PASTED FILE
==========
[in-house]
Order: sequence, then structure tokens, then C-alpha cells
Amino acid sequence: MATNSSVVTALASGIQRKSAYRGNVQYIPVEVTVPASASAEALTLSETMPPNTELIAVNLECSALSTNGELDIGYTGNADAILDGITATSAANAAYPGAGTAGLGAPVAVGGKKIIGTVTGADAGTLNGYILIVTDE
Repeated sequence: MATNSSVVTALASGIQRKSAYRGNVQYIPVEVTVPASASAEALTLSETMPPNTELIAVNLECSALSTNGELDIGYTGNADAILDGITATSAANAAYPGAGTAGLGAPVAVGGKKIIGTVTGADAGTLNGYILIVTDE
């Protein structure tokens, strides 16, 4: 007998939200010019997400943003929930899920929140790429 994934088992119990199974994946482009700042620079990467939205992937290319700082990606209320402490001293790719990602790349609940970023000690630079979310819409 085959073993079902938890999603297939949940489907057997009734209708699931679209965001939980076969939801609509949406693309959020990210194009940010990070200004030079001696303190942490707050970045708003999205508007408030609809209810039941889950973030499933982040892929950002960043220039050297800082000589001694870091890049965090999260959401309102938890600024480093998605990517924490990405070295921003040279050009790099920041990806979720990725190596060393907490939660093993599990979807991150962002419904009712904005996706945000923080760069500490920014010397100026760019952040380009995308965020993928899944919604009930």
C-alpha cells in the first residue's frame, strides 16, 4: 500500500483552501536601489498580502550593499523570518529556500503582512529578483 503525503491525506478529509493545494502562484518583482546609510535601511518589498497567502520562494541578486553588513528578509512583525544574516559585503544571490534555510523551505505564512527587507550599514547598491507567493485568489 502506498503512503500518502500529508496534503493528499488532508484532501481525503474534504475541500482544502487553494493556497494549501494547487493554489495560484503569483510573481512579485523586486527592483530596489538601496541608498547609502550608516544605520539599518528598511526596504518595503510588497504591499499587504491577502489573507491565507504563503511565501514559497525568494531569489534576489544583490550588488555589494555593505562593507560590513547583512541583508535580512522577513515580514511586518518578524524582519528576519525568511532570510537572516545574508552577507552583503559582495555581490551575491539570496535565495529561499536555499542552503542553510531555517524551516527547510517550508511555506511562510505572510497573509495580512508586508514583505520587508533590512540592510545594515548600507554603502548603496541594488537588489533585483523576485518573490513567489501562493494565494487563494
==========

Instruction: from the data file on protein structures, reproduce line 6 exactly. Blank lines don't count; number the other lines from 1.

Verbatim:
C-alpha cells in the first residue's frame, strides 16, 4: 500500500483552501536601489498580502550593499523570518529556500503582512529578483 503525503491525506478529509493545494502562484518583482546609510535601511518589498497567502520562494541578486553588513528578509512583525544574516559585503544571490534555510523551505505564512527587507550599514547598491507567493485568489 502506498503512503500518502500529508496534503493528499488532508484532501481525503474534504475541500482544502487553494493556497494549501494547487493554489495560484503569483510573481512579485523586486527592483530596489538601496541608498547609502550608516544605520539599518528598511526596504518595503510588497504591499499587504491577502489573507491565507504563503511565501514559497525568494531569489534576489544583490550588488555589494555593505562593507560590513547583512541583508535580512522577513515580514511586518518578524524582519528576519525568511532570510537572516545574508552577507552583503559582495555581490551575491539570496535565495529561499536555499542552503542553510531555517524551516527547510517550508511555506511562510505572510497573509495580512508586508514583505520587508533590512540592510545594515548600507554603502548603496541594488537588489533585483523576485518573490513567489501562493494565494487563494